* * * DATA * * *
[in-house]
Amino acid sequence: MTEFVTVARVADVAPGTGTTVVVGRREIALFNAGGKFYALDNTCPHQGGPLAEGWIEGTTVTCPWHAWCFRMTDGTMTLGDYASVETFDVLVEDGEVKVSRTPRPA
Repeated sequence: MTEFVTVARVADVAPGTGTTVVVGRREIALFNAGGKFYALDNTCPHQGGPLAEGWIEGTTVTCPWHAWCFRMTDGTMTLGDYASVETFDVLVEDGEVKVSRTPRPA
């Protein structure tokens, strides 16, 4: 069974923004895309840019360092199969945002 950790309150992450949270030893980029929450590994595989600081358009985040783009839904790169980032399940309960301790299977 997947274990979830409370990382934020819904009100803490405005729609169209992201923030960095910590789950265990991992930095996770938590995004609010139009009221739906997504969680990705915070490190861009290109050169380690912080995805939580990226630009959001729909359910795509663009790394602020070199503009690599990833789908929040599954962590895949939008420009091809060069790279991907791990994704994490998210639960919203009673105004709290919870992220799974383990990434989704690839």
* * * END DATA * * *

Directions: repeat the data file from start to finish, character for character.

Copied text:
[in-house]
Amino acid sequence: MTEFVTVARVADVAPGTGTTVVVGRREIALFNAGGKFYALDNTCPHQGGPLAEGWIEGTTVTCPWHAWCFRMTDGTMTLGDYASVETFDVLVEDGEVKVSRTPRPA
Repeated sequence: MTEFVTVARVADVAPGTGTTVVVGRREIALFNAGGKFYALDNTCPHQGGPLAEGWIEGTTVTCPWHAWCFRMTDGTMTLGDYASVETFDVLVEDGEVKVSRTPRPA
């Protein structure tokens, strides 16, 4: 069974923004895309840019360092199969945002 950790309150992450949270030893980029929450590994595989600081358009985040783009839904790169980032399940309960301790299977 997947274990979830409370990382934020819904009100803490405005729609169209992201923030960095910590789950265990991992930095996770938590995004609010139009009221739906997504969680990705915070490190861009290109050169380690912080995805939580990226630009959001729909359910795509663009790394602020070199503009690599990833789908929040599954962590895949939008420009091809060069790279991907791990994704994490998210639960919203009673105004709290919870992220799974383990990434989704690839």